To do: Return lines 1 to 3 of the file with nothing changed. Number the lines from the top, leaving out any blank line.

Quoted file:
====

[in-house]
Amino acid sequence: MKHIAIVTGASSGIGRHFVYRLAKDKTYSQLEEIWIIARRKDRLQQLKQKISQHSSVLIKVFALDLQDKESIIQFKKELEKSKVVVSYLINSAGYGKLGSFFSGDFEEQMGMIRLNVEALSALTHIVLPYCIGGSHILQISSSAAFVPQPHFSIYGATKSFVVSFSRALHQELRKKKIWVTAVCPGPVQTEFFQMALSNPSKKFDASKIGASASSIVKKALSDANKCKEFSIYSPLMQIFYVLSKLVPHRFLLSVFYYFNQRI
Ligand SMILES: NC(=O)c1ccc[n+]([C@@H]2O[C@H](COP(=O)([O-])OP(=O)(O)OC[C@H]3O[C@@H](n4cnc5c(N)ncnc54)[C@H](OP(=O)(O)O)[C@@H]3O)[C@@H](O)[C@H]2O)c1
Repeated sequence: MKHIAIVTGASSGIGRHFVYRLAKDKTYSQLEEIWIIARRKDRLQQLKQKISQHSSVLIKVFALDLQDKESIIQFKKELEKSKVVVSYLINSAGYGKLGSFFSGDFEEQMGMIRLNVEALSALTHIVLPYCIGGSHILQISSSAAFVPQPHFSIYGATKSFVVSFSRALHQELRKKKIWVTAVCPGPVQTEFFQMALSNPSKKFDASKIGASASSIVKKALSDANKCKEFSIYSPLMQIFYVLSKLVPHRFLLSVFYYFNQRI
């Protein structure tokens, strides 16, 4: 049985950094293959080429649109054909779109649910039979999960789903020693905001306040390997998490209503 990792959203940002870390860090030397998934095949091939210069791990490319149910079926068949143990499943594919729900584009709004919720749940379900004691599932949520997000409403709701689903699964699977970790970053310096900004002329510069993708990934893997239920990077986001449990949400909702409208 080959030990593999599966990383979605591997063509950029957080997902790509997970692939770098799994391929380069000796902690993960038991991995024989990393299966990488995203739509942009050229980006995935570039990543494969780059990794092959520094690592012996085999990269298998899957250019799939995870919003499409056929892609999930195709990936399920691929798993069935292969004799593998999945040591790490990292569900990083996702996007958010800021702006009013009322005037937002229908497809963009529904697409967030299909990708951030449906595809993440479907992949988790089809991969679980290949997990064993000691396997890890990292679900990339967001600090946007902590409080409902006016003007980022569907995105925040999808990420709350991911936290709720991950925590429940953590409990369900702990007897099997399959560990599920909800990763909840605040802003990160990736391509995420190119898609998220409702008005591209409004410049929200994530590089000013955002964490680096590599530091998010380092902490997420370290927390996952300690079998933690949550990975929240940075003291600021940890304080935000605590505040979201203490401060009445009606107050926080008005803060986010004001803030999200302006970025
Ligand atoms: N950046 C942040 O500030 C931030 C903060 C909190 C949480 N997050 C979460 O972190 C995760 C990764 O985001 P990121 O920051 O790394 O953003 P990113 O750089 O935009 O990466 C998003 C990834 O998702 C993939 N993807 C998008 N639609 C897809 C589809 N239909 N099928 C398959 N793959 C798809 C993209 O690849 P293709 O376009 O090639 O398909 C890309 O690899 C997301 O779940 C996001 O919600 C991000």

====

[in-house]
Amino acid sequence: MKHIAIVTGASSGIGRHFVYRLAKDKTYSQLEEIWIIARRKDRLQQLKQKISQHSSVLIKVFALDLQDKESIIQFKKELEKSKVVVSYLINSAGYGKLGSFFSGDFEEQMGMIRLNVEALSALTHIVLPYCIGGSHILQISSSAAFVPQPHFSIYGATKSFVVSFSRALHQELRKKKIWVTAVCPGPVQTEFFQMALSNPSKKFDASKIGASASSIVKKALSDANKCKEFSIYSPLMQIFYVLSKLVPHRFLLSVFYYFNQRI
Ligand SMILES: NC(=O)c1ccc[n+]([C@@H]2O[C@H](COP(=O)([O-])OP(=O)(O)OC[C@H]3O[C@@H](n4cnc5c(N)ncnc54)[C@H](OP(=O)(O)O)[C@@H]3O)[C@@H](O)[C@H]2O)c1